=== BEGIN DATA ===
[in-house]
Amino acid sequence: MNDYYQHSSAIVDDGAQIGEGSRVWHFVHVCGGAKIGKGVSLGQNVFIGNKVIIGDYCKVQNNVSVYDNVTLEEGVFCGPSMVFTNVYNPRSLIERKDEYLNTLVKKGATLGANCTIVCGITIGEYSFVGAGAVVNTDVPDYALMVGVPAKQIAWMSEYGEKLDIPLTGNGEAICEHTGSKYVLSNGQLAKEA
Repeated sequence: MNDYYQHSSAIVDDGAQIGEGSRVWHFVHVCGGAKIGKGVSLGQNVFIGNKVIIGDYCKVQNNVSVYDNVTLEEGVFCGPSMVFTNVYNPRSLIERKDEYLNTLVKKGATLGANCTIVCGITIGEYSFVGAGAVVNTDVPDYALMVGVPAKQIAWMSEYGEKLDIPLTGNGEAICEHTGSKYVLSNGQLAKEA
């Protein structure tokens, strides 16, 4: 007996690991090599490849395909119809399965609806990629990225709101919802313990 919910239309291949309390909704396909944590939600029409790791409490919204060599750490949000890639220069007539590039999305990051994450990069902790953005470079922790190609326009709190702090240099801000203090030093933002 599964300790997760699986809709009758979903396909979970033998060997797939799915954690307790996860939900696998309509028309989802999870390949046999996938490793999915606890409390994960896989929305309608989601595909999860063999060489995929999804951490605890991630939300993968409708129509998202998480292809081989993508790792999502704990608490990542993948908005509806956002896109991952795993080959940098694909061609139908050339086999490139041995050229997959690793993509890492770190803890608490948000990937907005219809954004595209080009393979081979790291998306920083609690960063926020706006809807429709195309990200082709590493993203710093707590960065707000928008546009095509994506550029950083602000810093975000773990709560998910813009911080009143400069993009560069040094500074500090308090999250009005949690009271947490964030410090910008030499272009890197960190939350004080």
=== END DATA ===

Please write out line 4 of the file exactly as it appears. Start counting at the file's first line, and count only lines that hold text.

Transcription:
């Protein structure tokens, strides 16, 4: 007996690991090599490849395909119809399965609806990629990225709101919802313990 919910239309291949309390909704396909944590939600029409790791409490919204060599750490949000890639220069007539590039999305990051994450990069902790953005470079922790190609326009709190702090240099801000203090030093933002 599964300790997760699986809709009758979903396909979970033998060997797939799915954690307790996860939900696998309509028309989802999870390949046999996938490793999915606890409390994960896989929305309608989601595909999860063999060489995929999804951490605890991630939300993968409708129509998202998480292809081989993508790792999502704990608490990542993948908005509806956002896109991952795993080959940098694909061609139908050339086999490139041995050229997959690793993509890492770190803890608490948000990937907005219809954004595209080009393979081979790291998306920083609690960063926020706006809807429709195309990200082709590493993203710093707590960065707000928008546009095509994506550029950083602000810093975000773990709560998910813009911080009143400069993009560069040094500074500090308090999250009005949690009271947490964030410090910008030499272009890197960190939350004080």